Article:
Navy, Marines Team Up At Camp Pendleton For Disaster Response Training
“So when game day gets here, and it will get here, we can get out there and when we get in the red zone,” said Navy Rear Adm. Frank Ponds, commander of Strike Group 3.
“It becomes really tough, but we don’t panic because we practiced it and we rehearsed it,” Ponds said.
The annual eight-day ship-to-shore training, called Exercise Pacific Horizon, ends Tuesday. It prepares troops for responding to crises across the globe, like hurricanes or tsunamis.
“But let me bring it home,” Ponds said. “The brush fires that reoccur up and down this coast, the earthquakes that we just experienced in Napa Valley about a month ago — these types of missions.”
During this year’s mock drill, Marines and sailors are responding to the fictitious country of “Acadia,” home to 200,000 residents.
“You are standing on the grounds of Acadia,” Ponds announced from the shore of Camp Pendleton. “Acadia was hit by a series of storms and bad weather conditions, and they asked our nation, the United States, to support them in their time of need. “
In response, Marines and sailors transported vehicles and equipment from two prepositioned ships located 16 nautical miles offshore and delivered the supplies to the beaches of “Acadia.”
Ponds said the exercise reinforces the partnership between the Navy and Marines and combines their unique capabilities.
“This gives them the opportunity to come forward and say, ‘I have an idea. Let’s try this.’ And we take that idea and we inject it into this process and we see if it works,” he said.
New for this year’s exercise is one of the ships: the USNS Montford Point, named in honor of the 20,000 African-American Marine Corps recruits who trained at Montford Point Camp in North Carolina from 1942 to 1949.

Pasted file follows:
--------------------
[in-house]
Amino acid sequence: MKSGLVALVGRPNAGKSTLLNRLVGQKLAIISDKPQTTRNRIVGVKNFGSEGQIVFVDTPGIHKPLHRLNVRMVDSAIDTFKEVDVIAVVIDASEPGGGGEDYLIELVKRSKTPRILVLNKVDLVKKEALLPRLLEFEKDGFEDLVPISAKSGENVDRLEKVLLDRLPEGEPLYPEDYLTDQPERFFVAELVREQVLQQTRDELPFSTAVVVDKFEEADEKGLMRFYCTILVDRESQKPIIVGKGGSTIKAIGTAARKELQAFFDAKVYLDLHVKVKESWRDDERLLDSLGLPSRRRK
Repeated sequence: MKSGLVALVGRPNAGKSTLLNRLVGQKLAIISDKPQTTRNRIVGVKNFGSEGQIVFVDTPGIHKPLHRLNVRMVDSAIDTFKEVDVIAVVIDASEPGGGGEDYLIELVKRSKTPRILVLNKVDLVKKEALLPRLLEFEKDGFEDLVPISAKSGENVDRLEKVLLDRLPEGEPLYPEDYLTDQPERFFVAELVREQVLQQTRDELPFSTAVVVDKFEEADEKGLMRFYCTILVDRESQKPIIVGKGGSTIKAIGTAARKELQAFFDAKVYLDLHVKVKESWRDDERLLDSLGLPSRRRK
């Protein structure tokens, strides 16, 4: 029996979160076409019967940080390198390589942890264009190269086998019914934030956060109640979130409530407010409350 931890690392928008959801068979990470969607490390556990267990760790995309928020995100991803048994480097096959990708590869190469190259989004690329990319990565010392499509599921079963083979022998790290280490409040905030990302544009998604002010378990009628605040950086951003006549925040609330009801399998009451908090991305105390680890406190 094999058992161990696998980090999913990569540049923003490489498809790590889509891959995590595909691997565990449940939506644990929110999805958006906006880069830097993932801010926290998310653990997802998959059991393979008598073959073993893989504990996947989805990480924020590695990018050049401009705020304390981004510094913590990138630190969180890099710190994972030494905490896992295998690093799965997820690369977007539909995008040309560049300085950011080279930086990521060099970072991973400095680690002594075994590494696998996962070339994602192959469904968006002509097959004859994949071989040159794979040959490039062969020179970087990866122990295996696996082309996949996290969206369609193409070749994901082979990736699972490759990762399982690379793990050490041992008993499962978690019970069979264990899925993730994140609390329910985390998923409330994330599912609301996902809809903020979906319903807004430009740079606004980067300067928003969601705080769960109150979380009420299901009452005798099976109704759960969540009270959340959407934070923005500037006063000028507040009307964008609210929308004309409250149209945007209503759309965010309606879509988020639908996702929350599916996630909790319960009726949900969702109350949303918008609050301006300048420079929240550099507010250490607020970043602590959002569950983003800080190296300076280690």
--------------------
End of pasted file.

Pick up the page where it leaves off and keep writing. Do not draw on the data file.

Built by NASSCO in San Diego, the massive 800-foot-long mobile landing platform acts as a pier in the ocean. It can submerse part of its platform to be used as a docking and launching station for amphibious vehicles.
The Mumford’s ability to maneuver alongside military cargo ships and connect at sea via a loading ramp reduces the military's dependence on foreign ports and expedites ship-to-shore cargo transfers without docking.
During the exercise, troops have moved vehicles and freight down the ramp and onto three amphibious vehicles, called Landing Craft Air Cushions — or LCACS.
"We’re doing about 10 trips a day with the LCACS,” said Marine Col. Bruce Pitman, who's overseeing 500 service members for the landward portion of the exercise.
“We receive the gear here, make sure it’s operational. We push it inland to the units to use,” Pitman explained.
Within a few days of the exercise, the Marines had already unloaded tons of emergency supplies and constructed a mini-city of small modular buildings for housing and humanitarian assistance.
Pitman said the Montford Point has reached expectations.
“It’s much quicker than the old system, which is terrific for the Marines,” Pitman said. “We get the gear to the beach much quicker and get it to the units much quicker. “
If the Montford Point passes the test, the ship will soon be prepositioned somewhere out in the ocean, just like the military cargo ships, ready to respond when called upon.
“Part of the art and science to respond very quickly and effectively to a crisis is to be forward postured, forward deployed and provide presence well in advance,” said Joaquin Malavet, commanding general of the 1st Marine Expeditionary Brigade, a crisis response force tasked with conducting self-sustained combat and humanitarian operations.
“Our ability to move forces, both Navy and Marine Corps, into areas that we anticipate a crisis developing is key to our operational and strategic design,” Malavet said.